The increase of petrol and diesel prices by way of taxes imposed by the central government is extortion for consumers, P Chidambaram, Former Finance Minister told NDTV. ''One third of the price of petrol that consumers pay is a tax to the central government, so, a 33 per cent taxation on any commodity is extortion,'' said Mr Chidambaram on rising fuel prices in an exclusive interview to NDTV.
Giving a break-up of fuel prices, Mr Chidambaram explained that if a consumer pays Rs 102 per litre for petrol, then Rs 42 goes to the oil companies companies (OMCs) - which includes processing of crude oil into fuel, Rs 33 goes to the central government as tax, Rs 24 goes to the state government, and Rs 4 to the dealers. ''Rs 33 out of Rs 102 is almost 33 per cent. This, according to me, is extortion,'' said the former finance minister.
The comments from the top politician comes at a time when petrol and diesel prices have been on rising spree in India, driven by a surge in global crude oil rates. Globally, oil prices jumped to a three-year high above $85 a barrel today, on forecasts of a supply deficit over the next few months, due to rising demand due to the easing of travel restrictions, according to news agency Reuters.
Back home, petrol and diesel prices continued to rise on Friday, October 15, following a surge in global crude oil rates. In the national capital, petrol and diesel rates jumped 35 paise to cost Rs 105.14 and diesel is being sold at Rs 93.87 per litre respectively, according to Indian Oil Corporation.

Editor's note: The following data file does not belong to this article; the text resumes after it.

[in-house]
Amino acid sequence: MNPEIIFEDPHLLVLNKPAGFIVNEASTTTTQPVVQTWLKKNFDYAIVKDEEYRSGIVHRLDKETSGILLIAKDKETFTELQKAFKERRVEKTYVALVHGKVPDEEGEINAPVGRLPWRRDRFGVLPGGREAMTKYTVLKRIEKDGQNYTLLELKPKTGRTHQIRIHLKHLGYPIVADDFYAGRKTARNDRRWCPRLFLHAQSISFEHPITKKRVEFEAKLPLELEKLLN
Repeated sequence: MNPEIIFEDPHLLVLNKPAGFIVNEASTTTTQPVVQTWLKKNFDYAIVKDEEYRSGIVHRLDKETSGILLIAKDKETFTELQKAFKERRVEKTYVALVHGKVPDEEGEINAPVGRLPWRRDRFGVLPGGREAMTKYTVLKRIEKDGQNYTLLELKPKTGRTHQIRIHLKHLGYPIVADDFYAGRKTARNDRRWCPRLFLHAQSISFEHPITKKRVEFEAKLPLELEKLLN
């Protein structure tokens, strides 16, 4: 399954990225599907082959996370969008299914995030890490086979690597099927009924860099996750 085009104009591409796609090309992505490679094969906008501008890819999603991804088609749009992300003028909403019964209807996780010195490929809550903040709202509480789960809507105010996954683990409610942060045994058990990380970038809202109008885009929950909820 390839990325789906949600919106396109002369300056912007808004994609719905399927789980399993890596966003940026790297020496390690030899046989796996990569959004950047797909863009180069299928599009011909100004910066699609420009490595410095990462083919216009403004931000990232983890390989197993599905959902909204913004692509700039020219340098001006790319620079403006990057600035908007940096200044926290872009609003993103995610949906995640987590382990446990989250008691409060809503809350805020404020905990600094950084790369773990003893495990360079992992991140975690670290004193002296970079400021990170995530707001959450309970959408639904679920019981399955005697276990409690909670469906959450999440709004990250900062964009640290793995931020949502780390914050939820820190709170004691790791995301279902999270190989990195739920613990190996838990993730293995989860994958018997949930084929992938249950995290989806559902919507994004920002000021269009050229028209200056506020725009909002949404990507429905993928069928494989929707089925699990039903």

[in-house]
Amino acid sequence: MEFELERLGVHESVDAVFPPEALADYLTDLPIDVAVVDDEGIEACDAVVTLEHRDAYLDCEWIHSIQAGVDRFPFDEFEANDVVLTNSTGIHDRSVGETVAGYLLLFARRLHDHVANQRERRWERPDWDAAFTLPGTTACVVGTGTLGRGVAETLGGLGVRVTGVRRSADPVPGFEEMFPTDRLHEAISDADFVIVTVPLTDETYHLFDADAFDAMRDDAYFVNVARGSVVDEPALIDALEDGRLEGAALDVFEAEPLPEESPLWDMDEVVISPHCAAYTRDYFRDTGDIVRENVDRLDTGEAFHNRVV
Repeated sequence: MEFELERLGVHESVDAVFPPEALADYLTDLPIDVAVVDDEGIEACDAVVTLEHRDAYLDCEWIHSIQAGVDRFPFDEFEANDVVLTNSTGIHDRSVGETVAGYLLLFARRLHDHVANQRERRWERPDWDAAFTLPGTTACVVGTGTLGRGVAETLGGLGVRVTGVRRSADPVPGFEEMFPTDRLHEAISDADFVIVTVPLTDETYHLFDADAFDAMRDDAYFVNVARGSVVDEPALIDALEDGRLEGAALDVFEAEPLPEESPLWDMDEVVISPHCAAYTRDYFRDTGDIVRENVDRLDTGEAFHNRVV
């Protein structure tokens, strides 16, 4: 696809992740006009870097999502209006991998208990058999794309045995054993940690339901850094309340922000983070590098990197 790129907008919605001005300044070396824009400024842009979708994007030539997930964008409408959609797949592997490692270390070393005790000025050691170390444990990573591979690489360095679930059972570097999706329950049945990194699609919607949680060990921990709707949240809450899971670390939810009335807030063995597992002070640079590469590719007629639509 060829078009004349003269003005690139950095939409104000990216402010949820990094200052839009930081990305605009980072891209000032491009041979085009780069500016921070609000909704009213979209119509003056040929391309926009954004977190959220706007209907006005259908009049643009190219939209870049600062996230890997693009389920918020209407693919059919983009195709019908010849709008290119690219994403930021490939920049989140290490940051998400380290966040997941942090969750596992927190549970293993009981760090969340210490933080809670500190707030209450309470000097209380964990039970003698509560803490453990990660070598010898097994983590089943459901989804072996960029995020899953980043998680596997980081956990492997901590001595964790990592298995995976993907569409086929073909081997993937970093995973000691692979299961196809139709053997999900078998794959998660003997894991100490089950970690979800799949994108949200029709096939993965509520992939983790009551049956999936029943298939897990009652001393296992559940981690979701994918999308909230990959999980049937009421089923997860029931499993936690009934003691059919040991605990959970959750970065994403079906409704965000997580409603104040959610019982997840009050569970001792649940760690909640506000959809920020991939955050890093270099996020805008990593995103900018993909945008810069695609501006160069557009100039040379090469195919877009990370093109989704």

Calling the PM Modi-led government as the ''greediest'' government that he has ever come across, Mr Chidambaram added that progressive taxes must be increased and the Centre should stop relying on a single source of revenue to collect its expenditure. ''Tax on petrol and diesel is regressive as the amount of tax paid on fuel by a rich person and a poor person is the same,'' claimed Mr Chidambaram.
State-run oil refiners in India such as Indian Oil, Bharat Petroleum, and Hindustan Petroleum revise the fuel rates on a daily basis, by taking into account the crude oil prices in international markets, and the rupee-dollar exchange rates.
Meanwhile, a sharp drop in oil stockpiles in the United States and the member countries of the Organisation of Economic Co-operation and Development is expected to keep the global supply tight. On Thursday, the International Energy Agency said that the energy crunch is expected to boost oil demand by 500,000 barrels per day (bpd), according to Reuters.